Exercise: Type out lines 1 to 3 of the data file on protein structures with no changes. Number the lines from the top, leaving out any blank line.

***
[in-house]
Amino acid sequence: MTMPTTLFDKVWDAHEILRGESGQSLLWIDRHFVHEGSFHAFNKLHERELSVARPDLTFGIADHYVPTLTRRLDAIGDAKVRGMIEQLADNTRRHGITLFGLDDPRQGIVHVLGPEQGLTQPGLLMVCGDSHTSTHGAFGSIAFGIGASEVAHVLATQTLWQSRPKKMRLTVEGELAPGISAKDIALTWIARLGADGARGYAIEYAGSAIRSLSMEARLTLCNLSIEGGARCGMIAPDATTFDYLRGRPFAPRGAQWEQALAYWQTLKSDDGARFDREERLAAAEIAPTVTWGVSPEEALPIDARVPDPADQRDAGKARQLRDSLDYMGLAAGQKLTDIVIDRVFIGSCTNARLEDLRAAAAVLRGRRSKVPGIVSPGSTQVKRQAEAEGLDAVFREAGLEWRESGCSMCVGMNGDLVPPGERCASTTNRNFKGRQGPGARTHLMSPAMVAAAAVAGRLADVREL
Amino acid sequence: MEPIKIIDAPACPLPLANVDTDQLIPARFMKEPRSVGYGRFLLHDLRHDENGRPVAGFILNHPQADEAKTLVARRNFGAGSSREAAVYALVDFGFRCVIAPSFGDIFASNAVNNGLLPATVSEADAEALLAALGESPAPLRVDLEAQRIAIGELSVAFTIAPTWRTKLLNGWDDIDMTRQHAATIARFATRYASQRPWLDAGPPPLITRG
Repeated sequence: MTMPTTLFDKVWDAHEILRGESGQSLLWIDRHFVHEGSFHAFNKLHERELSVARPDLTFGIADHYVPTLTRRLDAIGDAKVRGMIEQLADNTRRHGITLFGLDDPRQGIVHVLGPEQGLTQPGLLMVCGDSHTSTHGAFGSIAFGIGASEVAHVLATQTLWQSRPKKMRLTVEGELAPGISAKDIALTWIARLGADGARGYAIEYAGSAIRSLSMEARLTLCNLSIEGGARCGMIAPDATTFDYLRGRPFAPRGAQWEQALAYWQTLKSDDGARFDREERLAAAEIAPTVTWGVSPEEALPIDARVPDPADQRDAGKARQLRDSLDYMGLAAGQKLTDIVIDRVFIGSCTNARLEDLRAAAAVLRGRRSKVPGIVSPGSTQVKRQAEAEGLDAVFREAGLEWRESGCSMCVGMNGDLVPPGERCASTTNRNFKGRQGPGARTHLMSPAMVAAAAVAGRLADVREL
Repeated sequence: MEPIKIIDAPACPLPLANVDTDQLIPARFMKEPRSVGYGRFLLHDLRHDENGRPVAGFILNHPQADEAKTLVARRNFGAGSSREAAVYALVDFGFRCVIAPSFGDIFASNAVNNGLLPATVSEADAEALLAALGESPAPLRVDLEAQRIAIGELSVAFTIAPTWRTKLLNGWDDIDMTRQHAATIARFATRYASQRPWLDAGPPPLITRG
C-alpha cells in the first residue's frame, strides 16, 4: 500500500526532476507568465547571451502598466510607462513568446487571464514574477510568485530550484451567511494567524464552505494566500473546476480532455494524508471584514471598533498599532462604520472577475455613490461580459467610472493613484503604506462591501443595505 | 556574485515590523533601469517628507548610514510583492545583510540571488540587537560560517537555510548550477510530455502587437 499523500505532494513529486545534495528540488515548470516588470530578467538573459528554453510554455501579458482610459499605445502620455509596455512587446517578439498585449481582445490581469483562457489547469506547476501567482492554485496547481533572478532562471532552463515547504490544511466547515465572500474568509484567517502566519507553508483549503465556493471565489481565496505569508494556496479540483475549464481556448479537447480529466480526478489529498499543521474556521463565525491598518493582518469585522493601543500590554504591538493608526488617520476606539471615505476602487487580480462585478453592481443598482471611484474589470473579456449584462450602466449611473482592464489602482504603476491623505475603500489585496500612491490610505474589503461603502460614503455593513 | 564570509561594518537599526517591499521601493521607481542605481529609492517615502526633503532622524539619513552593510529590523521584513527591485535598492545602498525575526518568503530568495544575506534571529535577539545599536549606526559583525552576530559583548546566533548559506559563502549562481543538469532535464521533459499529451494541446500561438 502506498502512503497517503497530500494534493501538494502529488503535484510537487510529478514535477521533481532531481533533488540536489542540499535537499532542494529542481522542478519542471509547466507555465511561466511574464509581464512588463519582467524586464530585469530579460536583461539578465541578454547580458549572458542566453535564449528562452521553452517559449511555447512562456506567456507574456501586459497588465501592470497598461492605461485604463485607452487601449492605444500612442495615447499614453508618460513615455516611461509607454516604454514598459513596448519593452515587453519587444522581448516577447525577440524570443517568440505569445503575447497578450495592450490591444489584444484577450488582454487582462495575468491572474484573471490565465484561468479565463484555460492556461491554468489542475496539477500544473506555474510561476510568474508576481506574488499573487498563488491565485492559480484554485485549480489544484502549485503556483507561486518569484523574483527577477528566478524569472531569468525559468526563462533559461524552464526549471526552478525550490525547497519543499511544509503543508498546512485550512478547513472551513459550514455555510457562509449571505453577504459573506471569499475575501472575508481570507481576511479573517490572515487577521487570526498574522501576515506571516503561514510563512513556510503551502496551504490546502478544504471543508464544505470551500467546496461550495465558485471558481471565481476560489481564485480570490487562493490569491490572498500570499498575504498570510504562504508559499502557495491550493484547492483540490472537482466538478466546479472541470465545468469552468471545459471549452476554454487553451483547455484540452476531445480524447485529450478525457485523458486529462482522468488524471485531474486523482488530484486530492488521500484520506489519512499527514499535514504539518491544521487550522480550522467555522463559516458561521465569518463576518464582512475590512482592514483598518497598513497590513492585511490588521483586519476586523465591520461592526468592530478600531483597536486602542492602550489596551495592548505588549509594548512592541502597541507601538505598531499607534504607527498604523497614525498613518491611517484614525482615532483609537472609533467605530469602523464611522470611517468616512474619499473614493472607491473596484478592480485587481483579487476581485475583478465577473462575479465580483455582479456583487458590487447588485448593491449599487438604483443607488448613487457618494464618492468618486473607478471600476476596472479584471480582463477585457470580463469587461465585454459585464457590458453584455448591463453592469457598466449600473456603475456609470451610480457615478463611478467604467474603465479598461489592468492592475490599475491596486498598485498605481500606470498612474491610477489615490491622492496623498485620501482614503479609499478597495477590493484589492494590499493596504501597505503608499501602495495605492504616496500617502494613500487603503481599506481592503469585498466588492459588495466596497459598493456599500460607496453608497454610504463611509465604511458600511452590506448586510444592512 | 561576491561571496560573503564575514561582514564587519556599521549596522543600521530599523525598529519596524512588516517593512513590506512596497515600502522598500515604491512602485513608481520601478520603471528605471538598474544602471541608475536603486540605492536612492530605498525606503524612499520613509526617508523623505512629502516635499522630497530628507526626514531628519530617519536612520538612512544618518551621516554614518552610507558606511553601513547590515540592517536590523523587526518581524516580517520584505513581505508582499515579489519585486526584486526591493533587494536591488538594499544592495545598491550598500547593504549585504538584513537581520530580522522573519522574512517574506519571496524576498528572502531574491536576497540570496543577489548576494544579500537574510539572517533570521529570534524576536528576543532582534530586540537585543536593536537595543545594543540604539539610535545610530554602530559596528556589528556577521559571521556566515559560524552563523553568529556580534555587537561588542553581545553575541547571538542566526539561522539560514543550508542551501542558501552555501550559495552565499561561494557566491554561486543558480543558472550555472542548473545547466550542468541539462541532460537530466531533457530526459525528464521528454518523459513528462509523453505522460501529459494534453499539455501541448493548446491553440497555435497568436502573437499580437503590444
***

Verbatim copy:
[in-house]
Amino acid sequence: MTMPTTLFDKVWDAHEILRGESGQSLLWIDRHFVHEGSFHAFNKLHERELSVARPDLTFGIADHYVPTLTRRLDAIGDAKVRGMIEQLADNTRRHGITLFGLDDPRQGIVHVLGPEQGLTQPGLLMVCGDSHTSTHGAFGSIAFGIGASEVAHVLATQTLWQSRPKKMRLTVEGELAPGISAKDIALTWIARLGADGARGYAIEYAGSAIRSLSMEARLTLCNLSIEGGARCGMIAPDATTFDYLRGRPFAPRGAQWEQALAYWQTLKSDDGARFDREERLAAAEIAPTVTWGVSPEEALPIDARVPDPADQRDAGKARQLRDSLDYMGLAAGQKLTDIVIDRVFIGSCTNARLEDLRAAAAVLRGRRSKVPGIVSPGSTQVKRQAEAEGLDAVFREAGLEWRESGCSMCVGMNGDLVPPGERCASTTNRNFKGRQGPGARTHLMSPAMVAAAAVAGRLADVREL
Amino acid sequence: MEPIKIIDAPACPLPLANVDTDQLIPARFMKEPRSVGYGRFLLHDLRHDENGRPVAGFILNHPQADEAKTLVARRNFGAGSSREAAVYALVDFGFRCVIAPSFGDIFASNAVNNGLLPATVSEADAEALLAALGESPAPLRVDLEAQRIAIGELSVAFTIAPTWRTKLLNGWDDIDMTRQHAATIARFATRYASQRPWLDAGPPPLITRG